But then there is another space – in which we DO try to make some sense.
        That’s the space I’m in today.
    And having been in the other place myself, I can only say, if you are there today, I hope you will bear with me.  And at the end of the day, I probably won’t have answered all the questions anyway.  But I have had a few glimmers - which have helped me. 
    By the way, Jesus prayed a prayer that went unanswered.
    So we’re not alone.
    It’s the scripture reading for today.     Sort of.
    Today’s reading is from John’s gospel.  And John rewrote the story, changing the way it was told in Matthew and Mark.  Some of you have taken the classes these past few weeks by Dick Rohrbaugh.  He has shown us how the Gospels are not factual historical accounts, so much as they are Gospels.  Which is to say, they try to communicate “good news”.  They are PREACHING more than they are history.  And preachers do not all preach in the same way. 
Preachers change the story as they tell it - in order to emphasize one point or another.  And that’s not a bad thing to do.  At least I don’t think so.  But it is important to understand it.   
    Not how tall was Jesus, but WHO was Jesus, and how do we experience God in him?
    So the preacher Mark records Jesus’ unanswered prayer this way, in the garden of Gethsemene, “Abba, Father - - Daddy, all things are possible for you, remove this cup from me….[pause]…yet not what I want, but what you want”.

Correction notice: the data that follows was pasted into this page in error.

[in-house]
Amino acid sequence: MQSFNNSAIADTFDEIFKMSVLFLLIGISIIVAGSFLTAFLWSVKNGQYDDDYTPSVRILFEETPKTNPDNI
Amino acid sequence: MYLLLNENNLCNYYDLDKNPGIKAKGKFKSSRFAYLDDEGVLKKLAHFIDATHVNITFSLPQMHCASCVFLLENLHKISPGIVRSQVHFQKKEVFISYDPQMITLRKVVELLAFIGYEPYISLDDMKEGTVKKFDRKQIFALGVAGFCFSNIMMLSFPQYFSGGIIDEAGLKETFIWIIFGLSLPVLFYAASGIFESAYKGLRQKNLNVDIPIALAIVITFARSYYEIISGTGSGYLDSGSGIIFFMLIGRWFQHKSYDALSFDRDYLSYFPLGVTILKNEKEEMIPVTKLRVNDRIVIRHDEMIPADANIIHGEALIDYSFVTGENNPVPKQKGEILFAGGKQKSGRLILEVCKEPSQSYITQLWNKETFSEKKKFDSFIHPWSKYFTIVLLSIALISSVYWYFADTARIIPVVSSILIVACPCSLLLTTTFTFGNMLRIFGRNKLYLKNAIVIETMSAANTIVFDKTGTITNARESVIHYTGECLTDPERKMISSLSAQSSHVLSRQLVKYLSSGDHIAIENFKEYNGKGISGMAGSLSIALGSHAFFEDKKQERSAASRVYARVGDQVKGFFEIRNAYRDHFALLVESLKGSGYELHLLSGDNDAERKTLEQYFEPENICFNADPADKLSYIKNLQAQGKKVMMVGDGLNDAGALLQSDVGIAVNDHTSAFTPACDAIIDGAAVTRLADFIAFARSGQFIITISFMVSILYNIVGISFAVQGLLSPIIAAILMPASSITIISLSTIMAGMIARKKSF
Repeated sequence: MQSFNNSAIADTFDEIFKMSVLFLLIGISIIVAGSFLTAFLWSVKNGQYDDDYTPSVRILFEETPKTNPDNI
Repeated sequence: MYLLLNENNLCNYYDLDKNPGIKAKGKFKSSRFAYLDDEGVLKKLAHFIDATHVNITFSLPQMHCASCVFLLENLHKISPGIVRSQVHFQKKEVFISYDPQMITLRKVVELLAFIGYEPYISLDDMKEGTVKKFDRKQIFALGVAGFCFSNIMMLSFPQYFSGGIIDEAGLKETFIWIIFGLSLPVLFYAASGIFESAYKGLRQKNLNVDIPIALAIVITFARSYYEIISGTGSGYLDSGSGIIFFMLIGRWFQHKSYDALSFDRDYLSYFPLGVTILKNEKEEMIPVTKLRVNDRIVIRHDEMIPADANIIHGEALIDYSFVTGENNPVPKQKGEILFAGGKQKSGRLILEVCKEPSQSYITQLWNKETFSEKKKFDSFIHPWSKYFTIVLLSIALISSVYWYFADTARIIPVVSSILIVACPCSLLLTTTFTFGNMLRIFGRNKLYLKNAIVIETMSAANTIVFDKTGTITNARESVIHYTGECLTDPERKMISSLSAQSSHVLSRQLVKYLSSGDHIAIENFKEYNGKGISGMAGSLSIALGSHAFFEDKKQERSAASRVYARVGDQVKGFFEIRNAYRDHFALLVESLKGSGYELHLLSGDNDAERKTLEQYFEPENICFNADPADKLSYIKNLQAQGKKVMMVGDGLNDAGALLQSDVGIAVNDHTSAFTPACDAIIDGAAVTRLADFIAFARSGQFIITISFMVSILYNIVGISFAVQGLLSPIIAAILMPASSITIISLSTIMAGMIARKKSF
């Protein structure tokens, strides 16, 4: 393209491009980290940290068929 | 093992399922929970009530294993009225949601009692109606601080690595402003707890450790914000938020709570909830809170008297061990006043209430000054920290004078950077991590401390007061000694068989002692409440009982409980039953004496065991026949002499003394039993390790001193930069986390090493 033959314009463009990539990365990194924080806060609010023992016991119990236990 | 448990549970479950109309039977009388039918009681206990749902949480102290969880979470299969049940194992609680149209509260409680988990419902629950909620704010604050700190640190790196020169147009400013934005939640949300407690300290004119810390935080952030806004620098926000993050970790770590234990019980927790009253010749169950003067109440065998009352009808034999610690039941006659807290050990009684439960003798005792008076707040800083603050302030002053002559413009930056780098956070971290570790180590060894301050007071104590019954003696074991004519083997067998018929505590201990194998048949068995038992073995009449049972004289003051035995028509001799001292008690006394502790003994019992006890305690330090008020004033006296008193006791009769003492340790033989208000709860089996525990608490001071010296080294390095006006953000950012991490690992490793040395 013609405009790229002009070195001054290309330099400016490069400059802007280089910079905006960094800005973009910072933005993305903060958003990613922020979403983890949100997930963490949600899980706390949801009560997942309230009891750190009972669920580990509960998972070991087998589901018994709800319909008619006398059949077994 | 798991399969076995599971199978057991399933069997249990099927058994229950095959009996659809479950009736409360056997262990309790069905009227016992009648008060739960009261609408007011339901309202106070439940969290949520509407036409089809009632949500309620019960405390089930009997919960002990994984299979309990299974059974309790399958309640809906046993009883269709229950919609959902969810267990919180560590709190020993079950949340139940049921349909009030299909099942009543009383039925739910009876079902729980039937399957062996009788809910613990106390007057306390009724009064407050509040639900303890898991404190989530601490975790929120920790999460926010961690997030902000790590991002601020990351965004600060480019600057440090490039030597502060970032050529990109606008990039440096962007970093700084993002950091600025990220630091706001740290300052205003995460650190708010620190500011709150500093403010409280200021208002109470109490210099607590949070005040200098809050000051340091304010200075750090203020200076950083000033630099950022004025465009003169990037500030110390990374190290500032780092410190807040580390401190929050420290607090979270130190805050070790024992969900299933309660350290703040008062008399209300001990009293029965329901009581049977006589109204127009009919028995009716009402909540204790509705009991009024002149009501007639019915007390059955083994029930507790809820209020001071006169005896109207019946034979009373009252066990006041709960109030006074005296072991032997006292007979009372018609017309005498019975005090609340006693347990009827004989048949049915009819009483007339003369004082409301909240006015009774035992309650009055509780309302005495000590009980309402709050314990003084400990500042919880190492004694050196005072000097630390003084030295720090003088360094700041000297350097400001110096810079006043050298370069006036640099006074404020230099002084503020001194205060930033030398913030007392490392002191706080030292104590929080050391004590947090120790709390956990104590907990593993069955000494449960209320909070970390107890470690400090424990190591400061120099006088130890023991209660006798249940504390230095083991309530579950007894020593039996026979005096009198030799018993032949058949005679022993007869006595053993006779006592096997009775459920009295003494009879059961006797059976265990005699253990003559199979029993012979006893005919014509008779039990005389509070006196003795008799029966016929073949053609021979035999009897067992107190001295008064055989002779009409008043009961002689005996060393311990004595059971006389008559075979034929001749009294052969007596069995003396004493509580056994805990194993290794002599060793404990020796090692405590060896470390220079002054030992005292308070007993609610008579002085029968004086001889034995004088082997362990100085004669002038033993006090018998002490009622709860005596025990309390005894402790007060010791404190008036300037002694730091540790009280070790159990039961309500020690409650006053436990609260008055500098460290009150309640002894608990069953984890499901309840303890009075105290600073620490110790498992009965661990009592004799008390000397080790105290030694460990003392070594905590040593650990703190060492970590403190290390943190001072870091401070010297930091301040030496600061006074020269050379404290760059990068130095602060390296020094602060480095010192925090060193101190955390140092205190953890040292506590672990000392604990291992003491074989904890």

Up until the word “yet”, Jesus prayer is not answered.
    The cross IS an unanswered prayer.
        In which God is present.
        It is, in fact, HOW God is present, it seems.
    But the preacher John, is not as comfortable with the mystery as Mark.  And so John tells the story in a more confident way.  John seems almost to erase the tension.  The unanswered prayer is barely a blip.  Listen again to John’s version:
    “And what shall I say?  Father, save me from this hour?  NO!  For this purpose I have come to this hour”.
    And so whether the cross is described as a bitter cup t drink…..as in Mark…
    Or whether the cross is the hour of reckoning…..as in John…
    There is some sense that we want to reject it.
    We have a faith which is centered on an experience that we abhor.
    The cross.
    But God seems to urge us to look - right where we don’t want to look.
    As Greig says in his book, “God’s best has somehow been drawn from the worst pain we could ever have imagined”
    God’s best.
    God’s deepest and most abiding love.
    God’s greatest good for your life.
    And your pain.
    And the cross.
    And the pain of the world.
    It seems when we resist the pain we resist the grace.